Outside of the home, young children spend the majority of their time in schools or childcare facilities, making these settings, and all relevant players influencing the environmental health of these settings, important with regard to the prevention and management of childhood asthma. The condition of the nation’s school facilities is a significant concern. Funding, especially in underserved communities, is often limited; many facilities are poorly maintained; and some are located near industrial plants or hazardous waste sites. Overcrowded conditions in many schools compromise ventilation systems, and maintenance practices can contribute to poor indoor air quality. In addition, despite recent efforts to replace or retrofit old diesel-fueled school buses and reduce or eliminate idling times, there are still approximately 250,000 old diesel buses in use in the United States (MacMillan 2016). Children in the United States are mandated to attend school yet have no recourse or support services, such as provided to adults by the Occupational Safety and Health Administration, when exposed to environmental hazards in schools or childcare facilities. There is no nationally coordinated effort or policies to track, address, or prevent school and early-learning exposures, which is a significant gap in the protection of children’s health (HSN 2015). The U.S. Department of Education, state and local boards of education, and school districts are clear stakeholders with regard to this issue, because asthma accounts for approximately 14 million missed schools days each year (CDC 2015).
The youngest and most vulnerable of our nation’s children are not yet in schools. Approximately six million children in the United States receive early-care and learning experiences outside of the home (Laughlin 2013). Licensed childcare programs are regulated via a patchwork of state and local agencies including childcare licensing offices, state or local departments of health, and departments of environment. Many factors pertinent to healthy indoor air quality in childcare facilities are not currently regulated by these agencies (Seltenrich 2013). Some states have been incorporating environmental health standards into their voluntary Quality Rating Improvement System (QRIS; https://qrisguide.acf.hhs.gov/) programs, which provide recognition to childcare programs that go above and beyond licensing requirements in providing quality environments for child learning and development. In addition, accreditation organizations wield significant influence in the childcare industry. The two largest organizations, the National Association for the Education of Young Children (www.naeyc.org) and the Association for Early Learning Leaders (http://www.earlylearningleaders.org/), are both in the process of incorporating environmental health criteria and standards into their voluntary accreditation requirements (CEHN 2015b, 2015c). The Agency for Toxic Substances and Disease Registry (ATSDR) is planning to release guidelines for safe siting of childcare facilities to assist state and local authorities and childcare program directors in reducing children’s potential exposures to air pollution from establishing childcare facilities on or adjacent to hazardous sites (Somers and Ulirsch 2016).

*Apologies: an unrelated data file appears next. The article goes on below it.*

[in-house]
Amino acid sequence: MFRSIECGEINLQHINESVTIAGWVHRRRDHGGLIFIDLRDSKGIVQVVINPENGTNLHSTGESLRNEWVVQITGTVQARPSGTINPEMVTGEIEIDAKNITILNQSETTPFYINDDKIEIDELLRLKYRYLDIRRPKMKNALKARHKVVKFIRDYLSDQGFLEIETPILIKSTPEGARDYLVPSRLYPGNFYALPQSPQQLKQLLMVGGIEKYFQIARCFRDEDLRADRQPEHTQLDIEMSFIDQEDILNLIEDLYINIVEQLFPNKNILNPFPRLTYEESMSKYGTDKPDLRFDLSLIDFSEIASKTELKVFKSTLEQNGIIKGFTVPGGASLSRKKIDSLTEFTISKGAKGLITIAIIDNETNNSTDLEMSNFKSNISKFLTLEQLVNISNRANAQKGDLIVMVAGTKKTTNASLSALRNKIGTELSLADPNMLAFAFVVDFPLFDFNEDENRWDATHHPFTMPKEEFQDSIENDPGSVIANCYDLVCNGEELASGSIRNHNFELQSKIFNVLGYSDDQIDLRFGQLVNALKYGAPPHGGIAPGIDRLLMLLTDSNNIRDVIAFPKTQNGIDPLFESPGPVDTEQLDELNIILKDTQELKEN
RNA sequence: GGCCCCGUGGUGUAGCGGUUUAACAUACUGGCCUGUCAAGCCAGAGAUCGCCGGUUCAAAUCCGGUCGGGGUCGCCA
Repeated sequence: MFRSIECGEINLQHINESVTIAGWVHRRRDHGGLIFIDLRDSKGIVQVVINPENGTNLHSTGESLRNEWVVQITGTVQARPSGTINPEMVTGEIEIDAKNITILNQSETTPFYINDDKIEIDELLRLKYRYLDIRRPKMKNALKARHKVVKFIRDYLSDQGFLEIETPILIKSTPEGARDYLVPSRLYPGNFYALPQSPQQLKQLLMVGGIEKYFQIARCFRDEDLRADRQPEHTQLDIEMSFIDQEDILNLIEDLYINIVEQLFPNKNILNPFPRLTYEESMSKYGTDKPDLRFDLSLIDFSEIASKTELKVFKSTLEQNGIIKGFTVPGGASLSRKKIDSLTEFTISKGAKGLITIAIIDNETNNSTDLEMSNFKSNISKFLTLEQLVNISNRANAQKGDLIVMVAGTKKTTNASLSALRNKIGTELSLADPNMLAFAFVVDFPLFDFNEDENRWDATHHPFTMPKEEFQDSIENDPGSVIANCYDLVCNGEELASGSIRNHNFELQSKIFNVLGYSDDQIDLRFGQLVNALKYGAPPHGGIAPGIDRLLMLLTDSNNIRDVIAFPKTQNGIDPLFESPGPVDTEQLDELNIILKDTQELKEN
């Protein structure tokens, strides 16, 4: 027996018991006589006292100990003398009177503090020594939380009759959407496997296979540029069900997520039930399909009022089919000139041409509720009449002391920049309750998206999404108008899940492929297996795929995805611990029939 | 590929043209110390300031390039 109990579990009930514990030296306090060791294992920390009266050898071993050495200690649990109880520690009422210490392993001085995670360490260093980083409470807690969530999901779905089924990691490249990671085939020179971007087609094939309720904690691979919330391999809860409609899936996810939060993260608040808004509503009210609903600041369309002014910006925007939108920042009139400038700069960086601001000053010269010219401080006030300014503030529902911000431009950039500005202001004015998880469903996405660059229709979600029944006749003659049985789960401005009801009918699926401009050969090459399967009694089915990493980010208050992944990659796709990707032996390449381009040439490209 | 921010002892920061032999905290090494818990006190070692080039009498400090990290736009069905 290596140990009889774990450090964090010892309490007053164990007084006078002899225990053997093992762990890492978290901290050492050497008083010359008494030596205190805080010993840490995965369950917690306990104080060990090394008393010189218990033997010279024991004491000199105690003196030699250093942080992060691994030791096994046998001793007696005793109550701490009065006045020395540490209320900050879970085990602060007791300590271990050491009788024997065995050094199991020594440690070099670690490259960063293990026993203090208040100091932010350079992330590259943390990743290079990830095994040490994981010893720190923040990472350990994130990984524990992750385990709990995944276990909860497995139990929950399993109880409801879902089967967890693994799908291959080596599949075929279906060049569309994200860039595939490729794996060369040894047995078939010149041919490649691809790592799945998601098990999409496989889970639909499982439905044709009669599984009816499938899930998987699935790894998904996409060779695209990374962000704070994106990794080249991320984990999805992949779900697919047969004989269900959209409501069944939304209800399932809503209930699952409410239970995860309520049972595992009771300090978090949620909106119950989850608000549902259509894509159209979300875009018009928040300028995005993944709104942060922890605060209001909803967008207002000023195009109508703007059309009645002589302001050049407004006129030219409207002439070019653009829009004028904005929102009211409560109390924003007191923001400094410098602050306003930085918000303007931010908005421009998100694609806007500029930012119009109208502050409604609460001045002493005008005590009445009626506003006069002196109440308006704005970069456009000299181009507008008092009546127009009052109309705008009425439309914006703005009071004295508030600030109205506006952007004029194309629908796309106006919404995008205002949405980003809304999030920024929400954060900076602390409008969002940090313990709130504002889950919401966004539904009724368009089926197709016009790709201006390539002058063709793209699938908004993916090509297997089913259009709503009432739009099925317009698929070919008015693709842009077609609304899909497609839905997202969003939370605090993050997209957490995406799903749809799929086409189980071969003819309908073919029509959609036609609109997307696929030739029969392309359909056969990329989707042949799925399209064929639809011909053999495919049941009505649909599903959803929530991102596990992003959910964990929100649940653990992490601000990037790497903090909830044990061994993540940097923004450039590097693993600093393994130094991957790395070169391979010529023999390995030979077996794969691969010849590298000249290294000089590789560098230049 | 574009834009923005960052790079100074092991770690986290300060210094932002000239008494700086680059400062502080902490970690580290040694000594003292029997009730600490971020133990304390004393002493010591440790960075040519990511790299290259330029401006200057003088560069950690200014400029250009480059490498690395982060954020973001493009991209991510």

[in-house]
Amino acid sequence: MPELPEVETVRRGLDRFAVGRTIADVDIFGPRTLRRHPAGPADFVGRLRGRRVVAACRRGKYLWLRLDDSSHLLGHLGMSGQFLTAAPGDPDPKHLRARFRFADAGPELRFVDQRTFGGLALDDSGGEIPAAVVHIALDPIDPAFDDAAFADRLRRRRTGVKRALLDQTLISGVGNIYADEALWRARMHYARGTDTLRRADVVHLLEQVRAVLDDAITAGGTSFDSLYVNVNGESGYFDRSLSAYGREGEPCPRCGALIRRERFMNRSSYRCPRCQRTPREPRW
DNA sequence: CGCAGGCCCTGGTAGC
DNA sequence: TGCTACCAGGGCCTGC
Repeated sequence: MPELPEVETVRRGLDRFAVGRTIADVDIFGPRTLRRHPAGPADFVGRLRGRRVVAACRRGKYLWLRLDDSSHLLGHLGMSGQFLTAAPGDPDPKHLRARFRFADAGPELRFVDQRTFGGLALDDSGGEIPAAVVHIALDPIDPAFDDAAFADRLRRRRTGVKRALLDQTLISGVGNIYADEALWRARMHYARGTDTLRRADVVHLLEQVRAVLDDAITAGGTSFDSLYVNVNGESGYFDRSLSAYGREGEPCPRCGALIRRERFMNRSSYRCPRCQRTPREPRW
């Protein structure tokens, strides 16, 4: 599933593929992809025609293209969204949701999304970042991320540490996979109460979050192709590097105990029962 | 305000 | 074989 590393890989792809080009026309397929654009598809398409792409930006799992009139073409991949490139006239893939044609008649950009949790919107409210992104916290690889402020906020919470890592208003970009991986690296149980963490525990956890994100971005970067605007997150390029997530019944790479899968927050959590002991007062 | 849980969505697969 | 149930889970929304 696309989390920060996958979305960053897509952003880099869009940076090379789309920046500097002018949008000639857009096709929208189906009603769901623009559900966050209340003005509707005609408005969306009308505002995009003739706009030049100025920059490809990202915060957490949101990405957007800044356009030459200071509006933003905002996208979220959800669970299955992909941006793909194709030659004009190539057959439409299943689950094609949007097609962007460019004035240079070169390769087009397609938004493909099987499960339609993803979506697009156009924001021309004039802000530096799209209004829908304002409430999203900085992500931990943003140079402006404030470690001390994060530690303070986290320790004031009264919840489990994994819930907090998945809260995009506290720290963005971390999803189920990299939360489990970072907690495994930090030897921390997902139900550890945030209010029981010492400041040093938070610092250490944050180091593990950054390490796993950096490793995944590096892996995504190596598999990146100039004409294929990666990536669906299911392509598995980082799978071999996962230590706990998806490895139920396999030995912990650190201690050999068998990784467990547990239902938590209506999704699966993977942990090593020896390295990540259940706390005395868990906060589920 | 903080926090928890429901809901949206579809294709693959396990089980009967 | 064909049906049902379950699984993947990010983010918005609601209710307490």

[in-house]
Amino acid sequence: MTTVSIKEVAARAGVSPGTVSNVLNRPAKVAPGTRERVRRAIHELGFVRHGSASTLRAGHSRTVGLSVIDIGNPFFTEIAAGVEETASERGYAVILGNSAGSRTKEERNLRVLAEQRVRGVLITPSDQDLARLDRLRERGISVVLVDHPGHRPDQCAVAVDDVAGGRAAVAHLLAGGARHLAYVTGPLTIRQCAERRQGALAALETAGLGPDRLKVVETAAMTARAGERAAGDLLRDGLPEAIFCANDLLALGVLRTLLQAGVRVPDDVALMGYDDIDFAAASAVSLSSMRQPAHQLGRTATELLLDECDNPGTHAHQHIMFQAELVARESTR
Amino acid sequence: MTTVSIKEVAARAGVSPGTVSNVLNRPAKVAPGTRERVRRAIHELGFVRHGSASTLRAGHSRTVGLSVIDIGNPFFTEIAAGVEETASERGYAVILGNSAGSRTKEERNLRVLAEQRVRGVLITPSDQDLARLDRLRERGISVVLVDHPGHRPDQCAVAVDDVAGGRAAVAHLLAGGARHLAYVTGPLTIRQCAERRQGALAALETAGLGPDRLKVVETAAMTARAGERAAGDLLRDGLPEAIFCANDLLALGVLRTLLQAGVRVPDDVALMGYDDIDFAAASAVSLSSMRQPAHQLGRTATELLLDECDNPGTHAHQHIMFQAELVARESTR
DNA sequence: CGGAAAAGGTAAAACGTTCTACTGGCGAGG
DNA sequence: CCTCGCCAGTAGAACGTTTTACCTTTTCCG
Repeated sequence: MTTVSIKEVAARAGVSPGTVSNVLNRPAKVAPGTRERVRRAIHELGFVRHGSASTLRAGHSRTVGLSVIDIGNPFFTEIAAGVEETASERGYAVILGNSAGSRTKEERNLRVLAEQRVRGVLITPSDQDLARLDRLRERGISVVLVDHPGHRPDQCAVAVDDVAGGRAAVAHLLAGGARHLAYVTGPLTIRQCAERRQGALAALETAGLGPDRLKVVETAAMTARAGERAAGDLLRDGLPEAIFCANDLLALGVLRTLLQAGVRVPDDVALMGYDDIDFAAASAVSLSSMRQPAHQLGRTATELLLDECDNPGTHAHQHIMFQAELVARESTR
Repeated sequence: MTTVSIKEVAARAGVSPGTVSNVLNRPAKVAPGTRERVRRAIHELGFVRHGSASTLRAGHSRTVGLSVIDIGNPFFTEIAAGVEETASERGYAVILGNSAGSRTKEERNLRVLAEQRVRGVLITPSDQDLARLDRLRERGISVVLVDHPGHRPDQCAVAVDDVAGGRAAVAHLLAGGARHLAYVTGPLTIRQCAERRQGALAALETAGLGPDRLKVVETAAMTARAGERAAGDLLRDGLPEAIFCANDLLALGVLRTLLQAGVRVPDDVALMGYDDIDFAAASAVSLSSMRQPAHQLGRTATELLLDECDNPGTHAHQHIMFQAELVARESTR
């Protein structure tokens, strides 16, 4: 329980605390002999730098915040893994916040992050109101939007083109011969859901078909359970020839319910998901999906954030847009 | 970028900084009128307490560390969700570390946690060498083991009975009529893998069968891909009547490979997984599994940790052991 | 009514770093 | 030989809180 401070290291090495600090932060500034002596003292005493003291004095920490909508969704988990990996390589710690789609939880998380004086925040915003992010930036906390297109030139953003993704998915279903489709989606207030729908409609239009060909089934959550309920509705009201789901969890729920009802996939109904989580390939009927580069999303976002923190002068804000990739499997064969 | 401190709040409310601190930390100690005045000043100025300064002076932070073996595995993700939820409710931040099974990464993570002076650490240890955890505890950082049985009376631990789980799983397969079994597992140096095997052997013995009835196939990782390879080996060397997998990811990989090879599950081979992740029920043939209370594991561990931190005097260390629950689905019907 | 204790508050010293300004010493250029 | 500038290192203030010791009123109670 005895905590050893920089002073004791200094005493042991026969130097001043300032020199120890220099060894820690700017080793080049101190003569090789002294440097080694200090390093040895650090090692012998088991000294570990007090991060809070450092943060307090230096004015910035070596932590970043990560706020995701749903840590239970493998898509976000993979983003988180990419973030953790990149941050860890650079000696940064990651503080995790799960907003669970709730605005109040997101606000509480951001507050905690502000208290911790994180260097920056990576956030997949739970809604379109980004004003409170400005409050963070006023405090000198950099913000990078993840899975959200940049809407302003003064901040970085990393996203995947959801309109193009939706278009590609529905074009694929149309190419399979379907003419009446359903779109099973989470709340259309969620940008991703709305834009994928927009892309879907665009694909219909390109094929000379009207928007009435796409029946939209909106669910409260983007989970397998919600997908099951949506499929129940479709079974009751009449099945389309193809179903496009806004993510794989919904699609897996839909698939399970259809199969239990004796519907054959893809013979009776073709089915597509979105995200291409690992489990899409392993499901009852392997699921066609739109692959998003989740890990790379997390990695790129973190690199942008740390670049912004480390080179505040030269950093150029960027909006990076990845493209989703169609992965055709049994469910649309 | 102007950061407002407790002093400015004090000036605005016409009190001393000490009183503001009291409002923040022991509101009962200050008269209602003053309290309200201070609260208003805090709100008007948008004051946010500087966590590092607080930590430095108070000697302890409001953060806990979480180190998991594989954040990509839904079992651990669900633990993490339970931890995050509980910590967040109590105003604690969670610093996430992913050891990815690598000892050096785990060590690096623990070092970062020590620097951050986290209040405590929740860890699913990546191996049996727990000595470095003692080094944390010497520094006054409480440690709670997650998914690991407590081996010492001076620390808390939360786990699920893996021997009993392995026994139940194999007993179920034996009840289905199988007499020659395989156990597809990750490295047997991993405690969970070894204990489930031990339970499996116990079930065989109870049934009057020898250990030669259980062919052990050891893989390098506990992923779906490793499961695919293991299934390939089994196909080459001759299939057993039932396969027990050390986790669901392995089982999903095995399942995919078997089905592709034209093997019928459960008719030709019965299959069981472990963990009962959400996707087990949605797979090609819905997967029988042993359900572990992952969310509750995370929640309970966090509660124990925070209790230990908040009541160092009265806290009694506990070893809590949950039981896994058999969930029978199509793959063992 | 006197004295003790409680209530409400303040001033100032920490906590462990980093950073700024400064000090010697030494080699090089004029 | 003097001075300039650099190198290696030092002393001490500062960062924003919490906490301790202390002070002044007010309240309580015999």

Model voluntary recognition programs and best practice guidelines can account for some air quality improvements in settings where children spend a great deal of their time, and often they can serve as helpful models for eventual policy and regulatory change. However, many in communities with specific health problems derived from the environment may not be aware of, nor have access to, these resources or the support needed to undertake the best practice recommendations. Proactive, evidence-based policies and regulations (to reduce or prevent pollution emissions and the introduction of harmful chemicals into consumer products) are better suited to protect all children.